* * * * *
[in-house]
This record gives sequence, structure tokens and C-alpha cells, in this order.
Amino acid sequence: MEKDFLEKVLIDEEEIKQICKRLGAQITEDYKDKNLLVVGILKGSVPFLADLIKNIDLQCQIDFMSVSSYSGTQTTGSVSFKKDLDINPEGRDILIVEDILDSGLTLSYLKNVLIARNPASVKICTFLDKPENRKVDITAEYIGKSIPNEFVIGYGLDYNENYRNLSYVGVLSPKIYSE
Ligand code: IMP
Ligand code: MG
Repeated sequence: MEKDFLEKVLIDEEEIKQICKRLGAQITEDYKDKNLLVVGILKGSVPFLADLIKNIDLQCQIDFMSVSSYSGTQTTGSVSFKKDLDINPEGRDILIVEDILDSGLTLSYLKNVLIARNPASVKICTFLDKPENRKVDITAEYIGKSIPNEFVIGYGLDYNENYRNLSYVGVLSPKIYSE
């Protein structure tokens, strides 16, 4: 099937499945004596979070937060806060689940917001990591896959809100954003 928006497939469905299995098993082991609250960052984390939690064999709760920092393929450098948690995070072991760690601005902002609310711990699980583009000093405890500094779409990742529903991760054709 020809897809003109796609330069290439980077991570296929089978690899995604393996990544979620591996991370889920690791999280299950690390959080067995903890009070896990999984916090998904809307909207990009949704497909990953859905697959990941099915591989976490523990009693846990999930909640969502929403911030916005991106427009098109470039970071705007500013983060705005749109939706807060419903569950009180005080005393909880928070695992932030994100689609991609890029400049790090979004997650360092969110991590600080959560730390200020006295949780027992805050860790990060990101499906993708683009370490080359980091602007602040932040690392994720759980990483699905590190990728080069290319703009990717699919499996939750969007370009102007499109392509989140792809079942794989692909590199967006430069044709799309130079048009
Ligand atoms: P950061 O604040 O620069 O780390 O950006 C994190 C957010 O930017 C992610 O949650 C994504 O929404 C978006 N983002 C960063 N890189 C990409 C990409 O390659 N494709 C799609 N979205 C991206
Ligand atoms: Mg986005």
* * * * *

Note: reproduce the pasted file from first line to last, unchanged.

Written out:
[in-house]
This record gives sequence, structure tokens and C-alpha cells, in this order.
Amino acid sequence: MEKDFLEKVLIDEEEIKQICKRLGAQITEDYKDKNLLVVGILKGSVPFLADLIKNIDLQCQIDFMSVSSYSGTQTTGSVSFKKDLDINPEGRDILIVEDILDSGLTLSYLKNVLIARNPASVKICTFLDKPENRKVDITAEYIGKSIPNEFVIGYGLDYNENYRNLSYVGVLSPKIYSE
Ligand code: IMP
Ligand code: MG
Repeated sequence: MEKDFLEKVLIDEEEIKQICKRLGAQITEDYKDKNLLVVGILKGSVPFLADLIKNIDLQCQIDFMSVSSYSGTQTTGSVSFKKDLDINPEGRDILIVEDILDSGLTLSYLKNVLIARNPASVKICTFLDKPENRKVDITAEYIGKSIPNEFVIGYGLDYNENYRNLSYVGVLSPKIYSE
């Protein structure tokens, strides 16, 4: 099937499945004596979070937060806060689940917001990591896959809100954003 928006497939469905299995098993082991609250960052984390939690064999709760920092393929450098948690995070072991760690601005902002609310711990699980583009000093405890500094779409990742529903991760054709 020809897809003109796609330069290439980077991570296929089978690899995604393996990544979620591996991370889920690791999280299950690390959080067995903890009070896990999984916090998904809307909207990009949704497909990953859905697959990941099915591989976490523990009693846990999930909640969502929403911030916005991106427009098109470039970071705007500013983060705005749109939706807060419903569950009180005080005393909880928070695992932030994100689609991609890029400049790090979004997650360092969110991590600080959560730390200020006295949780027992805050860790990060990101499906993708683009370490080359980091602007602040932040690392994720759980990483699905590190990728080069290319703009990717699919499996939750969007370009102007499109392509989140792809079942794989692909590199967006430069044709799309130079048009
Ligand atoms: P950061 O604040 O620069 O780390 O950006 C994190 C957010 O930017 C992610 O949650 C994504 O929404 C978006 N983002 C960063 N890189 C990409 C990409 O390659 N494709 C799609 N979205 C991206
Ligand atoms: Mg986005």